Food allergies in cats, also called food sensitivities, are reactions of the immune system to a certain protein in the pet's food like beef, dairy, lamb or certain fish (tuna, mackerel, skipjack).
What are the symptoms of cat food allergies?
Common signs of feline food allergies include severe itching especially around the head, face, neck and ears, scaling and in severe cases, hair loss.
"Food allergies are the third most common cause of sensitive skin disorders after fleas or other external parasites and environmental triggers like pollen or grass," according to Dr. Simon Starkey, PetSmart veterinary expert.
They are also difficult to detect because the symptoms mimic those of other disorders. Cat food allergies are often confused with food intolerance or when the food simply doesn't agree with the pet.
How are cat food allergies treated?
"First consult your vet to determine if your cat has a food allergy or intolerance," says Dr. Starkey. "Then try a premium cat food with a limited number of protein and carbohydrate sources."
Grain free and limited ingredient diets are often recommended. Grain free cat foods do not contain wheat, corn or soy, which have been linked to some feline food allergies. And limited ingredient cat foods are made with fewer proteins and carbohydrates, reducing the risk of allergic reactions. Limited ingredient diets often contain novel meat proteins such as turkey, duck or salmon, further reducing the likelihood of food allergies.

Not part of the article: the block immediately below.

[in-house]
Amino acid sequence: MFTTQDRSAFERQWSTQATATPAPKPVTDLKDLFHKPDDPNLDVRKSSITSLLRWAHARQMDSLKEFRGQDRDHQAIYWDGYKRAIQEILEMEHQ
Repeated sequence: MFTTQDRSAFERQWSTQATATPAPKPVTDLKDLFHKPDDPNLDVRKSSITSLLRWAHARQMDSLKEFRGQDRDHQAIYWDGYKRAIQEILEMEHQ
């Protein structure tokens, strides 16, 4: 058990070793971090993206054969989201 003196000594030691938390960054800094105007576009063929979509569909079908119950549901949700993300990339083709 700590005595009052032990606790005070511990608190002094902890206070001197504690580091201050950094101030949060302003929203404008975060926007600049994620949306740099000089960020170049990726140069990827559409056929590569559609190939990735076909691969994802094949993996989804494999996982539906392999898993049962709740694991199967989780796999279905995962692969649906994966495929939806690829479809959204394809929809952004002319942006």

Your vet may also suggest a prescription food. To transition your cat to the new food, mix a small amount of the new food with the current food and increase the new food over the course of 10 days.
Avoid foods with the leading protein allergens including beef, dairy, certain fish or lamb.
Avoid treats and people food.
It may take several weeks to see benefits. Vets typically recommend feeding your pet the new diet for six to 12 weeks and suggest that you document the type and amount of food your pet eats and any reactions they have. Review your notes with your vet, noting any changes in your pet's symptoms.
Would an allergy test tell me what my cat is allergic to?
While allergy tests for dogs and cats are available, the accuracy of these tests is still undetermined. Simple elimination and trial and error with your pet's diet is the best way to determine what is causing your pet's reaction.
I've been feeding my cat the same food for years – can she still develop a cat food allergy?
According to studies conducted by veterinary dermatologists, dogs and cats can develop food allergies after eating one type or brand of food for a long period of time.
Can my cat be allergic or intolerant to certain additives in their food?
While food additives are often blamed for causing food allergies or food intolerance, there are no published cases of reactions caused by pet food additives.
The information used in this report is approved by PetSmart nutritionists and vet experts.
Information from "Small Animal Clinical Nutrition," 5th Edition, Hand, Thatcher, Remillard, Roudebush, Novotny, Copyright 2010 by Mark Morris Institute was used in this report.
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